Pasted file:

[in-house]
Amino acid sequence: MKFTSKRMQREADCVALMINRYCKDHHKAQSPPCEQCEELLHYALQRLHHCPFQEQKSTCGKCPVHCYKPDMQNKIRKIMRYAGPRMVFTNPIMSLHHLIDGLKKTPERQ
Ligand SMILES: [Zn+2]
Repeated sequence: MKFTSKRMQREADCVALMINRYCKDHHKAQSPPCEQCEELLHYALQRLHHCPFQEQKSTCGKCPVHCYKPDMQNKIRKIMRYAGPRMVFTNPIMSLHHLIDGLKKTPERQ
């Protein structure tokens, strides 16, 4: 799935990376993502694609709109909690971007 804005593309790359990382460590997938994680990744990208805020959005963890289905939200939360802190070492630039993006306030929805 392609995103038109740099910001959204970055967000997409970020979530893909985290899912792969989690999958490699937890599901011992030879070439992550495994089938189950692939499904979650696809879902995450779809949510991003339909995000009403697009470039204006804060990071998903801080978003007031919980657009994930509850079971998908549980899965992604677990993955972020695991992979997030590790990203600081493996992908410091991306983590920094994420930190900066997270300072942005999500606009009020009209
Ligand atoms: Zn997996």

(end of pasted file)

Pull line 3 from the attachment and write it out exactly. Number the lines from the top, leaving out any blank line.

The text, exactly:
Ligand SMILES: [Zn+2]